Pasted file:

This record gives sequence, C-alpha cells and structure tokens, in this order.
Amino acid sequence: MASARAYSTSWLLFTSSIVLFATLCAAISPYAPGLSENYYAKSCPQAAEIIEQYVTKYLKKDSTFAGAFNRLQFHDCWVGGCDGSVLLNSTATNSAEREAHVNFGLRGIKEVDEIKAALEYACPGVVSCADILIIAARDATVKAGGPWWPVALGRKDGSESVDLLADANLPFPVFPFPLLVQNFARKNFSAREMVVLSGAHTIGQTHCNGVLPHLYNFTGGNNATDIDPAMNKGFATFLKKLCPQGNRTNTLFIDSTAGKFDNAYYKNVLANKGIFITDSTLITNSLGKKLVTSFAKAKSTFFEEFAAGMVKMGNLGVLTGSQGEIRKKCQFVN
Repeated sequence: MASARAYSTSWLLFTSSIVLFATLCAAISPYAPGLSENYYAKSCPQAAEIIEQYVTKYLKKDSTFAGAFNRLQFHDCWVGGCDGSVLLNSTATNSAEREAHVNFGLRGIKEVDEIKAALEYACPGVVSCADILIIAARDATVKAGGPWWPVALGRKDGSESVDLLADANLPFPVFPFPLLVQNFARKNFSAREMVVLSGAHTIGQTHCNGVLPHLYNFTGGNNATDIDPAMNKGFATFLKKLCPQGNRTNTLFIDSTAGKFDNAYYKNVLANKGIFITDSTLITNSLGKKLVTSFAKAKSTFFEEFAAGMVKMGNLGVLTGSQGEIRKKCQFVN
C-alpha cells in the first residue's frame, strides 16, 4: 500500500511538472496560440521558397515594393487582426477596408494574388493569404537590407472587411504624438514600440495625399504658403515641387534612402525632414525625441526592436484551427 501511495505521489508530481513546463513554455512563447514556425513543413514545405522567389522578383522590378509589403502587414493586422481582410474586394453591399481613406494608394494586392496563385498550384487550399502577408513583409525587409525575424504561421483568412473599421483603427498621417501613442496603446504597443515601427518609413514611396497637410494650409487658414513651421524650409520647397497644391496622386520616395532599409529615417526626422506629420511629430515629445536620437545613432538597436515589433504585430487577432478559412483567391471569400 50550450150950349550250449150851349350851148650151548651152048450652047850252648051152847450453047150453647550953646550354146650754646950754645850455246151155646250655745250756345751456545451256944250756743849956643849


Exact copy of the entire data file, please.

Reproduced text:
This record gives sequence, C-alpha cells and structure tokens, in this order.
Amino acid sequence: MASARAYSTSWLLFTSSIVLFATLCAAISPYAPGLSENYYAKSCPQAAEIIEQYVTKYLKKDSTFAGAFNRLQFHDCWVGGCDGSVLLNSTATNSAEREAHVNFGLRGIKEVDEIKAALEYACPGVVSCADILIIAARDATVKAGGPWWPVALGRKDGSESVDLLADANLPFPVFPFPLLVQNFARKNFSAREMVVLSGAHTIGQTHCNGVLPHLYNFTGGNNATDIDPAMNKGFATFLKKLCPQGNRTNTLFIDSTAGKFDNAYYKNVLANKGIFITDSTLITNSLGKKLVTSFAKAKSTFFEEFAAGMVKMGNLGVLTGSQGEIRKKCQFVN
Repeated sequence: MASARAYSTSWLLFTSSIVLFATLCAAISPYAPGLSENYYAKSCPQAAEIIEQYVTKYLKKDSTFAGAFNRLQFHDCWVGGCDGSVLLNSTATNSAEREAHVNFGLRGIKEVDEIKAALEYACPGVVSCADILIIAARDATVKAGGPWWPVALGRKDGSESVDLLADANLPFPVFPFPLLVQNFARKNFSAREMVVLSGAHTIGQTHCNGVLPHLYNFTGGNNATDIDPAMNKGFATFLKKLCPQGNRTNTLFIDSTAGKFDNAYYKNVLANKGIFITDSTLITNSLGKKLVTSFAKAKSTFFEEFAAGMVKMGNLGVLTGSQGEIRKKCQFVN
C-alpha cells in the first residue's frame, strides 16, 4: 500500500511538472496560440521558397515594393487582426477596408494574388493569404537590407472587411504624438514600440495625399504658403515641387534612402525632414525625441526592436484551427 501511495505521489508530481513546463513554455512563447514556425513543413514545405522567389522578383522590378509589403502587414493586422481582410474586394453591399481613406494608394494586392496563385498550384487550399502577408513583409525587409525575424504561421483568412473599421483603427498621417501613442496603446504597443515601427518609413514611396497637410494650409487658414513651421524650409520647397497644391496622386520616395532599409529615417526626422506629420511629430515629445536620437545613432538597436515589433504585430487577432478559412483567391471569400 50550450150950349550250449150851349350851148650151548651152048450652047850252648051152847450453047150453647550953646550354146650754646950754645850455246151155646250655745250756345751456545451256944250756743849956643849